Two-way Loss Measurement can be applied either proactively or on-
 demand.
 A MEP that supports two-way Loss Measurement MUST support unicast
 transmission of SLM messages.
 A MEP that supports two-way Loss Measurement MAY support multicast
 transmission of SLM messages.
 The sender MUST maintain a counter of transmitted SLM packets for
 each peer MEP and probe instance (test ID).  Every time the sender
 transmits an SLM packet, it increments the corresponding counter and
 then integrates the value of the counter into the Counter TX field of
 the SLM packet.
 A sender MAY include a Reflector Entropy TLV in an SLM message.  The
 Reflector Entropy TLV format is specified in [TRILL-FM].
 An SLM message MAY be sent with a Data TLV, allowing Loss Measurement
 for various packet sizes.

4.2.2. SLM Message Reception

 The reflector MUST maintain a reception counter, TRX, for each peer
 MEP and probe instance (test ID).
 Upon receiving an SLM packet, the reflector MUST verify that:
 o  The SLM packet is destined to the current MEP.
 o  The packet's MD level matches the MEP's MD level.
 If both conditions are satisfied, the reflector increments the
 corresponding packet counter and records the value of the new
 counter, TRX.  The reflector then generates an SLR message that is
 identical to the received SLM, except for the following
 modifications:
 o  The reflector incorporates TRX into the Counter TRX field of the
    SLR.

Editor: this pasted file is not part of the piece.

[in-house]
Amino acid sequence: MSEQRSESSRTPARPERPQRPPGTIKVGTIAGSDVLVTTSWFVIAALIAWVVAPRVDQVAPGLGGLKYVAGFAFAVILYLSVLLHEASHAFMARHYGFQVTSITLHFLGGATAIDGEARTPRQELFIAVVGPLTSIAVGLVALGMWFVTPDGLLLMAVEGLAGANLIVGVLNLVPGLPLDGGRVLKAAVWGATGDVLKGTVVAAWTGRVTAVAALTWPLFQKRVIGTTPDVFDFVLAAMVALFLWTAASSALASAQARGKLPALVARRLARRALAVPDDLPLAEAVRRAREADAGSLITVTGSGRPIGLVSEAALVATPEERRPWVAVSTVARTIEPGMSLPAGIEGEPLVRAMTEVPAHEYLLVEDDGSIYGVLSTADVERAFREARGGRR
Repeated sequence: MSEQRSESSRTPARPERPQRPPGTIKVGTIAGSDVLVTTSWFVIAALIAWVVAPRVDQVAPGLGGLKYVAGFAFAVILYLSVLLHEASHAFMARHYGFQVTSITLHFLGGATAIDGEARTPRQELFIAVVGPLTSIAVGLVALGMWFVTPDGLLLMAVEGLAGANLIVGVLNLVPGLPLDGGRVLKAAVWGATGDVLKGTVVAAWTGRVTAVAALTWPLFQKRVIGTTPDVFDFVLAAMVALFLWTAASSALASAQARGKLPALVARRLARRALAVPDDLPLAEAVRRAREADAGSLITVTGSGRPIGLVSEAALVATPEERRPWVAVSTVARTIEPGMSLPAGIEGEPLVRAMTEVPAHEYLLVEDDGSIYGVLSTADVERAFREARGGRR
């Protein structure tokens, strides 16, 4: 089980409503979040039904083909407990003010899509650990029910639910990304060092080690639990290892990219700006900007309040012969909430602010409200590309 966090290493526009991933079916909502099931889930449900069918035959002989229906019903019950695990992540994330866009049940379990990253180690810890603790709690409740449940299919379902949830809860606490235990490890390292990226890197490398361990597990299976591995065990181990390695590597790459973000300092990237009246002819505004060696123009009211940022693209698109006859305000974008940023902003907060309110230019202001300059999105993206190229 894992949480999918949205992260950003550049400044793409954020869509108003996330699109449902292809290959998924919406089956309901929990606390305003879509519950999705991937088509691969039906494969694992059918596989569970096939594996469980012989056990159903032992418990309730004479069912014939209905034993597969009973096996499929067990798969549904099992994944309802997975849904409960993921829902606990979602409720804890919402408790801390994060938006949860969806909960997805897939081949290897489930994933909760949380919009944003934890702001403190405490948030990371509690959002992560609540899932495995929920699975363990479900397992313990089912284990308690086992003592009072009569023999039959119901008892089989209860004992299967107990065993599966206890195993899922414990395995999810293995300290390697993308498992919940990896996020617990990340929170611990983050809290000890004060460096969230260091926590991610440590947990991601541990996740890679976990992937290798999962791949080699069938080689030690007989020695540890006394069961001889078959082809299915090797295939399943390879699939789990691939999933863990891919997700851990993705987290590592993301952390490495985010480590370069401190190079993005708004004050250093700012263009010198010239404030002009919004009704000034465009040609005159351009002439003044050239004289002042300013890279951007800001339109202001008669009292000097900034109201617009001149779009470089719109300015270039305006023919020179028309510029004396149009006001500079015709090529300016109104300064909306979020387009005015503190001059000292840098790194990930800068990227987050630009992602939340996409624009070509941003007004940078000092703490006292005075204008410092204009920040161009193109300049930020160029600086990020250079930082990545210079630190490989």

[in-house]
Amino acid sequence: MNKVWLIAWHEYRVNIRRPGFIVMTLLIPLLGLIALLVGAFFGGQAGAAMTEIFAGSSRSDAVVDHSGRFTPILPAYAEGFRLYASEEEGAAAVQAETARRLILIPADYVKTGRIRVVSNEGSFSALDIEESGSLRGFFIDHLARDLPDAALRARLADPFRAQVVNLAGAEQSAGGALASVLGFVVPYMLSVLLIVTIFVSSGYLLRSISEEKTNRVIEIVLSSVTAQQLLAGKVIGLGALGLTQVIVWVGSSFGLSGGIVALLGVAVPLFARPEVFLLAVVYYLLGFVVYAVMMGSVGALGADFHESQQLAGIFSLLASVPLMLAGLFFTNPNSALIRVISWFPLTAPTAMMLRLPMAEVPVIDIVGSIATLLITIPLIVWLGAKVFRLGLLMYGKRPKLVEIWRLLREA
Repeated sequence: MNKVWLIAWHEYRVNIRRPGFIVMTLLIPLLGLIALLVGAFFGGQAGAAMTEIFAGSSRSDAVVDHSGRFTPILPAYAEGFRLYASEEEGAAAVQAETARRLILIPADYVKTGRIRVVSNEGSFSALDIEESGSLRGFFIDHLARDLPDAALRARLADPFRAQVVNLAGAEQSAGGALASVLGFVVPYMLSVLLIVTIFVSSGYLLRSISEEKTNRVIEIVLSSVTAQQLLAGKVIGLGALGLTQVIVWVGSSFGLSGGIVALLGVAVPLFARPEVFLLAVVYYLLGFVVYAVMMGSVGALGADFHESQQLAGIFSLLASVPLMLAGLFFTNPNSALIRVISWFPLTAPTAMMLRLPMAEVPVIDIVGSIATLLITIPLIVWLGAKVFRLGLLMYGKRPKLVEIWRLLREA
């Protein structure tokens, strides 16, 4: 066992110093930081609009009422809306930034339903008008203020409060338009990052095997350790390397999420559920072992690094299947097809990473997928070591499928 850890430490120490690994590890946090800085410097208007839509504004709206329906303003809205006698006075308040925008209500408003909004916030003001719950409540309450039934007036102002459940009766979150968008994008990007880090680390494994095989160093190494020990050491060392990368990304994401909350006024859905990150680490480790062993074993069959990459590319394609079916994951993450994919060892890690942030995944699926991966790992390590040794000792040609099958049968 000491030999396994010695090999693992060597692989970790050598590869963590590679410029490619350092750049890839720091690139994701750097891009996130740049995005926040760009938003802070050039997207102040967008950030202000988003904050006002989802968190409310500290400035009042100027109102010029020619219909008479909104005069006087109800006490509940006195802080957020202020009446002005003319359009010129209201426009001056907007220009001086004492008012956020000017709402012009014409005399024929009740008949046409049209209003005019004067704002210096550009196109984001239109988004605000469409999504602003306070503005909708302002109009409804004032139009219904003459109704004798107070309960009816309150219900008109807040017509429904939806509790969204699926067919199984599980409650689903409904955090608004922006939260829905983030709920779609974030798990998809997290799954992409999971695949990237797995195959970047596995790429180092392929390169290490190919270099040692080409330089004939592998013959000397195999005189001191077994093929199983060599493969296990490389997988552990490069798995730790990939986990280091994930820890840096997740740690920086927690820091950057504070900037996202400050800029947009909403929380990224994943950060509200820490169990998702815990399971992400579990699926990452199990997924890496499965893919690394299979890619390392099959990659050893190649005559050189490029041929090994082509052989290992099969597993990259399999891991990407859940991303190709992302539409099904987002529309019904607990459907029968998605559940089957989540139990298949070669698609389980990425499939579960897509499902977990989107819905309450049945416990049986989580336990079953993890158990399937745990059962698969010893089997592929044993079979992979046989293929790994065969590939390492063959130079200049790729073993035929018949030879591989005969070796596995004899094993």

o  The OpCode field in the OAM header is set to the SLR OpCode.
 o  The reflector assigns its MEP ID in the Reflector MEP ID field.

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 o  If the received SLM includes a Reflector Entropy TLV [TRILL-FM],
    the reflector copies the value of the Flow Entropy from the TLV
    into the Flow Entropy field of the SLR message.  The outgoing SLR
    message does not include a Reflector Entropy TLV.
 o  The TRILL Header and transport header are modified to reflect the
    source and destination of the SLR packet.  The SLR is always a
    unicast message.
 A MEP that supports two-way Loss Measurement MUST support reception
 of both unicast and multicast SLM messages.
 A reflector MUST support reception of SLM packets with a Data TLV.
 When receiving an SLM with a Data TLV, the reflector includes the
 unmodified TLV in the SLR.

4.2.3. SLR Message Reception

 The sender MUST maintain a reception counter, RX, for each peer MEP
 and probe instance (test ID).
 Upon receiving an SLR message, the sender MUST verify that:
 o  The SLR packet is destined to the current MEP.